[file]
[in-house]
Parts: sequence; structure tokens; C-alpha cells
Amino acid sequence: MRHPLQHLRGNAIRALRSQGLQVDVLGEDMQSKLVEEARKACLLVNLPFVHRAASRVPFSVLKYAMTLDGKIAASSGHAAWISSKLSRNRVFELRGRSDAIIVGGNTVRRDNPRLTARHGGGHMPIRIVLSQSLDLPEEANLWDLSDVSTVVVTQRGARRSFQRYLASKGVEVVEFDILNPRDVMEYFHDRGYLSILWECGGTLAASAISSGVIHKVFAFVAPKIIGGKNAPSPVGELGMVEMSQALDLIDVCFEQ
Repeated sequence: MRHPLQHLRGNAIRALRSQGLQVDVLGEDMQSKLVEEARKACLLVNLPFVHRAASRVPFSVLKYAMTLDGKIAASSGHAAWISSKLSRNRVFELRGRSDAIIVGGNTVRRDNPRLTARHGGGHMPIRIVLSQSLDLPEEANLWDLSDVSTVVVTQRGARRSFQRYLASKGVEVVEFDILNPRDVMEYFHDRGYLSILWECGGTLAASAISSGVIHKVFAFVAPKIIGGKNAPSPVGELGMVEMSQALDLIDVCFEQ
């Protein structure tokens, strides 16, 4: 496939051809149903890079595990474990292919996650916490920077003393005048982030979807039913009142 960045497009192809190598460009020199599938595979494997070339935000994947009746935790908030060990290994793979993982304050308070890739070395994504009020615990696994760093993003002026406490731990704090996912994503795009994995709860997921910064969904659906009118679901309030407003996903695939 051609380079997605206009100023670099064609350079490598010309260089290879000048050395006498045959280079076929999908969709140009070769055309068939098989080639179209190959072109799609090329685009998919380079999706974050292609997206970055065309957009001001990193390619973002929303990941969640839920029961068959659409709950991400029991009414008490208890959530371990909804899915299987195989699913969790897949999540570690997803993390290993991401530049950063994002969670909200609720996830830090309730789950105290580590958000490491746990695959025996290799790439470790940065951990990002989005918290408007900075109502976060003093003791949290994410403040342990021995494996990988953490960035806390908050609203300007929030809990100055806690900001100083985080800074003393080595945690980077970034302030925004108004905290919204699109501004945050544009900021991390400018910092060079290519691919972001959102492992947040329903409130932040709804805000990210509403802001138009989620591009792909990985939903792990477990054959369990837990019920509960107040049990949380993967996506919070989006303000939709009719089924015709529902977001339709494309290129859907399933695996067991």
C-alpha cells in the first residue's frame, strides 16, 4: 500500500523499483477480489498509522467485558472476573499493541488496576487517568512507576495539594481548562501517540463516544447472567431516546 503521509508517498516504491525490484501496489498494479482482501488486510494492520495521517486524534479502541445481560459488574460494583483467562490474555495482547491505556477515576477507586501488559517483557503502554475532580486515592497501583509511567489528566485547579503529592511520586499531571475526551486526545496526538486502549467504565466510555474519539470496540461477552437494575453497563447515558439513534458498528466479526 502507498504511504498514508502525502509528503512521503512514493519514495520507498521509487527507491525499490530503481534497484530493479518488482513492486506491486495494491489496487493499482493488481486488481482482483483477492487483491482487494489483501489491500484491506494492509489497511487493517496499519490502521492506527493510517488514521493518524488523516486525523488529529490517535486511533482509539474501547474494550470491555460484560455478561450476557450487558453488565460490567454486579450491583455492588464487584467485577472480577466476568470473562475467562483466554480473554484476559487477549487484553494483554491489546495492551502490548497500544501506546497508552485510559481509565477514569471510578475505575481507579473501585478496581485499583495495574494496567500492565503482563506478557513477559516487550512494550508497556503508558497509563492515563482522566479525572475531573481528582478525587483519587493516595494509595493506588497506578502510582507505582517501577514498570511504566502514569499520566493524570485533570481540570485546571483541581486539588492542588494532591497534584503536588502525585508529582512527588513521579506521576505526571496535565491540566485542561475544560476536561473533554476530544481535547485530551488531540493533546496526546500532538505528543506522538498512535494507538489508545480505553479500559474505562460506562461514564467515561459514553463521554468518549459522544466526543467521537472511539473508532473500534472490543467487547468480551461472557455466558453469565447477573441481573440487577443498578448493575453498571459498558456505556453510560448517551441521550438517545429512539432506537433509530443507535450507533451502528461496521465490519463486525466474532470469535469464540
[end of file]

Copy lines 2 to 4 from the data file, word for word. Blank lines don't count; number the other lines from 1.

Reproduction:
Parts: sequence; structure tokens; C-alpha cells
Amino acid sequence: MRHPLQHLRGNAIRALRSQGLQVDVLGEDMQSKLVEEARKACLLVNLPFVHRAASRVPFSVLKYAMTLDGKIAASSGHAAWISSKLSRNRVFELRGRSDAIIVGGNTVRRDNPRLTARHGGGHMPIRIVLSQSLDLPEEANLWDLSDVSTVVVTQRGARRSFQRYLASKGVEVVEFDILNPRDVMEYFHDRGYLSILWECGGTLAASAISSGVIHKVFAFVAPKIIGGKNAPSPVGELGMVEMSQALDLIDVCFEQ
Repeated sequence: MRHPLQHLRGNAIRALRSQGLQVDVLGEDMQSKLVEEARKACLLVNLPFVHRAASRVPFSVLKYAMTLDGKIAASSGHAAWISSKLSRNRVFELRGRSDAIIVGGNTVRRDNPRLTARHGGGHMPIRIVLSQSLDLPEEANLWDLSDVSTVVVTQRGARRSFQRYLASKGVEVVEFDILNPRDVMEYFHDRGYLSILWECGGTLAASAISSGVIHKVFAFVAPKIIGGKNAPSPVGELGMVEMSQALDLIDVCFEQ